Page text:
Fruitcake

[youtube:http://www.youtube.com/watch?v=nWwBssmERFk 540 450]

Andreae Prozesky will have her fruitcake and eat it too.

Once upon a time, before I started blathering endlessly about food, I used to blather endlessly about Shakespeare.
   
Indeed, the first time I ever made a fruitcake, it wasn’t with a recipe from a cookbook, but with one from Shakespeare’s play The Winter’s Tale. And it wasn’t a recipe so much as a grocery list. “Three pound of sugar, five pound of currants . . . mace; dates; nutmegs, seven; a race or two of ginger . . . and as many of raisins o’ the sun.”
   
Seems that a fruitcake was a fruitcake, even back in 1610.

Now, there are some of you who will say that the fruitcake you were subjected to last Christmas was so bad it might well have been made in 1610. Go on! Tell your jokes about fruitcakes being used as doorstops, or as lethal projectiles. Propose again the theory that there is only one fruitcake in the world, and that it is endlessly passed on from one family to the next.
   
We all know that it’s not cool to like fruitcake.
   
I won’t deny that there’s a lot of bad fruitcake out there, bricklike and topped with bleach-white frosting that breaks off in pointy shards. I also don’t trust those chemically-treated red and green things that used to be cherries.
   
And I can understand why younger people can’t get into the molasses-musky traditional fruitcake that might have delighted our grandparents. We’ve grown up with daily doses of factory-produced candy, devoid of any naturally derived flavours. Our lazy tongues can’t interpret a taste as complex as candied orange peel.
   
Which is a terrible shame. Fruitcake at Christmas is such a lovely thing: a spiced batter just barely holding together a cluster of deliciously boozy bits of winter fruit.
   
I make a light fruitcake from an Italian-ish sort of recipe. It’s beautifully golden and damp, and can be eaten a day after its made, unlike the usual Newfoundland-style fruitcake that would have to have been made around Remembrance Day in order to be any good now. The Italian recipe is great for me, because I can’t quite muster the energy to do anything Christmassy until fairly late in the game, when cars are packed densely around the periphery of the mall, and the folks in their houses are trying to pry the cat out of the Christmas tree.
   
Fruit-wise, the ingredients vary a little from year to year. Golden raisins and dried apricots, always. Candied lemon and orange peel, yes. This year I put in dried pears, because I like the way they feel kind of sandy, yieldingly gritty, between the teeth. And figs, because of their infinite, tiny, popping seeds. They’re what champagne would be if it were a solid.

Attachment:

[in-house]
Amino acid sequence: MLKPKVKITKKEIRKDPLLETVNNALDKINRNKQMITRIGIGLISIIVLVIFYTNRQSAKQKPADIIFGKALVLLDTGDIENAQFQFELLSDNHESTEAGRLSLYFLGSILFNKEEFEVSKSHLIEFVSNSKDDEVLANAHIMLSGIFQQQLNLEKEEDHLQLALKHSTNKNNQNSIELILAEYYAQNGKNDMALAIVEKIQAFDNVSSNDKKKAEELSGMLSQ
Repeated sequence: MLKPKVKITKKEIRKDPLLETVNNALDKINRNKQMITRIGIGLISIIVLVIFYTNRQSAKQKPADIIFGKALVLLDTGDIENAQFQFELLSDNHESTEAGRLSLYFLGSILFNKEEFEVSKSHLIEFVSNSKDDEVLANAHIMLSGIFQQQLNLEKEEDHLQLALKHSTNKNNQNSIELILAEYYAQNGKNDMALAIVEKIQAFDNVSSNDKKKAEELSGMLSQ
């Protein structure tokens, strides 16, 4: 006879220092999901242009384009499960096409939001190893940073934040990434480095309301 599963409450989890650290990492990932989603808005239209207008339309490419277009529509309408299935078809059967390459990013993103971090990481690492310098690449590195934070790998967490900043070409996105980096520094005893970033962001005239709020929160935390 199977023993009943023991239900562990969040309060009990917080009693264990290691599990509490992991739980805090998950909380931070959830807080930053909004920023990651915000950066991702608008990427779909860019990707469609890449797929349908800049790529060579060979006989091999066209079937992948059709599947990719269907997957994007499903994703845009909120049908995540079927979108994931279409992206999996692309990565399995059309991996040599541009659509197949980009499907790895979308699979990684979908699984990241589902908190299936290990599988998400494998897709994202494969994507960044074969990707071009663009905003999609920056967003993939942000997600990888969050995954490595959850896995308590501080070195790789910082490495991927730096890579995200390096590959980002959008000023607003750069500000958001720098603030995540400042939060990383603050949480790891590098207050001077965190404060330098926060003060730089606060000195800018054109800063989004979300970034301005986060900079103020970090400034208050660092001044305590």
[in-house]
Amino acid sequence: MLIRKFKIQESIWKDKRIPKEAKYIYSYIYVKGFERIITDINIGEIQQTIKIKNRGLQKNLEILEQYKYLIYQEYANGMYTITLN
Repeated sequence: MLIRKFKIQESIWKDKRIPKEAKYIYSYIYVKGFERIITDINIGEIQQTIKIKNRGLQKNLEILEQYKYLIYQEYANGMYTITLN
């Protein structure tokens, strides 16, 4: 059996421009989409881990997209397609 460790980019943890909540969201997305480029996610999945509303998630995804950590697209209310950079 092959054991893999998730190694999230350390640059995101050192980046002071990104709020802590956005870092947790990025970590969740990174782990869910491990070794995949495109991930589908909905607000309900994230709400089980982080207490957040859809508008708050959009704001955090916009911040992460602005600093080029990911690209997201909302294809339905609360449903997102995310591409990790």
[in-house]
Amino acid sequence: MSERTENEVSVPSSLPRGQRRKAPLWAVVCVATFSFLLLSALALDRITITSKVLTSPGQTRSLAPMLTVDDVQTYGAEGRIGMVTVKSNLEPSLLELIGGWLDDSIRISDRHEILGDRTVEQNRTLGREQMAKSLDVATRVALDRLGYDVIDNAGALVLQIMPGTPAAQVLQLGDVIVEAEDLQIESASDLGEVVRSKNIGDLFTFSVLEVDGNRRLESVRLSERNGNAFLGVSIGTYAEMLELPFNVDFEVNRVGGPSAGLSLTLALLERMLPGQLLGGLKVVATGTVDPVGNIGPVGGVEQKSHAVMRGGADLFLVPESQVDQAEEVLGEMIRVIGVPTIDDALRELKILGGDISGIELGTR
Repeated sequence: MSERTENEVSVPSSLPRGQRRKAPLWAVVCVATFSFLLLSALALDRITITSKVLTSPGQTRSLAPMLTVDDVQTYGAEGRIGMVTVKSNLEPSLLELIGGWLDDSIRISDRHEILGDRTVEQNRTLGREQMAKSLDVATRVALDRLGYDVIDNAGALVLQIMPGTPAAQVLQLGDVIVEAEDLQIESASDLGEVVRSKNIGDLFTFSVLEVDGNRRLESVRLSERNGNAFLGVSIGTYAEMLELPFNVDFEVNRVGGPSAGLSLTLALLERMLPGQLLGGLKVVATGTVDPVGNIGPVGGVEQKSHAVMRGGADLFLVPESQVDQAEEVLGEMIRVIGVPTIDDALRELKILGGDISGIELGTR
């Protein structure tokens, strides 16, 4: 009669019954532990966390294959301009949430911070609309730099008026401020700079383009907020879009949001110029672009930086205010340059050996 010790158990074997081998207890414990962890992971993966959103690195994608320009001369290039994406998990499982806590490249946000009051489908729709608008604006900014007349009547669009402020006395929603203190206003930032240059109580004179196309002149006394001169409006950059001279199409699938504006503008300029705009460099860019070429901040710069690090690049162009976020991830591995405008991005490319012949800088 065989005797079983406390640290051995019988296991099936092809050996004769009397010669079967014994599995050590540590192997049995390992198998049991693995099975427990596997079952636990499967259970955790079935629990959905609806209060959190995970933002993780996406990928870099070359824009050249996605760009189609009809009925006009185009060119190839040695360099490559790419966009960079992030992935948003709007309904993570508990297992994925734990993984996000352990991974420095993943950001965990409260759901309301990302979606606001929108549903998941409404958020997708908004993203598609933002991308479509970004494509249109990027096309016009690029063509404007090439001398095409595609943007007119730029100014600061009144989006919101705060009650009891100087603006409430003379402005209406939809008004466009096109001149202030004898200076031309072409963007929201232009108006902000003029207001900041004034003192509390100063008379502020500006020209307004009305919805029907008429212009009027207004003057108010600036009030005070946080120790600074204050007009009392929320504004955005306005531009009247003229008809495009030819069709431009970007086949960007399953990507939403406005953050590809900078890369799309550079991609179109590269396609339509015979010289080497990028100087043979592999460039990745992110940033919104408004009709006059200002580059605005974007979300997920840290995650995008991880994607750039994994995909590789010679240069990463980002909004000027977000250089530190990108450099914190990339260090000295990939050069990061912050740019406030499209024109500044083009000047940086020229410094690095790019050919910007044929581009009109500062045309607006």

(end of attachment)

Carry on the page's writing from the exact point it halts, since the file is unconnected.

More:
This recipe is long, but it’s not complicated, trust me. You really just whack all the ingredients together and then throw them in the oven. The fruit has to soak up the liqueur for a few hours, and the cake takes a little while to bake (about an hour and forty-five minutes), which should give you exactly enough time to read a great work of Shakespeare. Or to watch a movie version on TV.
   
Or to watch that stop-animated Rudolph with Burl Ives as the banjo-playing snowman narrator five times over. 
 

GOLDEN FRUITCAKE

¾ cup sliced almonds, toasted
¾ cup candied lemon or orange peel, or a combination of both, finely chopped
½ cup golden raisins
½ cup chopped dried apricots
½ cup chopped dried pears
½ cup chopped figs
½ cup citrus liqueur, like Triple Sec or Grand Marnier
½ cup all-purpose flour
½ teaspoon baking soda
½ teaspoon salt
½ tablespoon ground ginger
½ teaspoon ground nutmeg
¼ teaspoon white pepper
1/8 teaspoon ground cloves
½ cup dry breadcrumbs
½ cup unsalted butter, softened, plus 1 tablespoon for the pan
½ cup white sugar
2 eggs
½ cup plain Balkan-style yogurt
¼ cup fresh lemon juice
1 tablespoon vanilla extract

Combine almonds, fruit, and liqueur in a bowl and set aside to soak at least 2 hours (or overnight).

Sift together flour, baking soda, salt, and spices. Stir in breadcrumbs.

With an electric beater, beat one cup of the butter, gradually adding in the sugar. Continue to beat until light and fluffy. Add eggs, one at a time, beating well between. Beat in yogurt, lemon juice, and vanilla. Gently add flour mixture, mixing until just combined. Fold in fruit mixture. Pour into a greased pan – I use an enamel casserole dish, but a 4-cup fluted cake pan would be more conventional. Cover with a lid or greased foil.

Place your cake pan inside a deep roasting pan. Add hot water to the roasting pan until it comes 1/3 of the way up the side of your cake pan. Bake at 350F about 1 hour and 45 minutes, or until a toothpick inserted in the centre of the cake comes out clean. Unmold while warm and let cool completely.

 

Send your questions, comments, suggestions and lost Shakespearean manuscripts to dreae@thescope.ca

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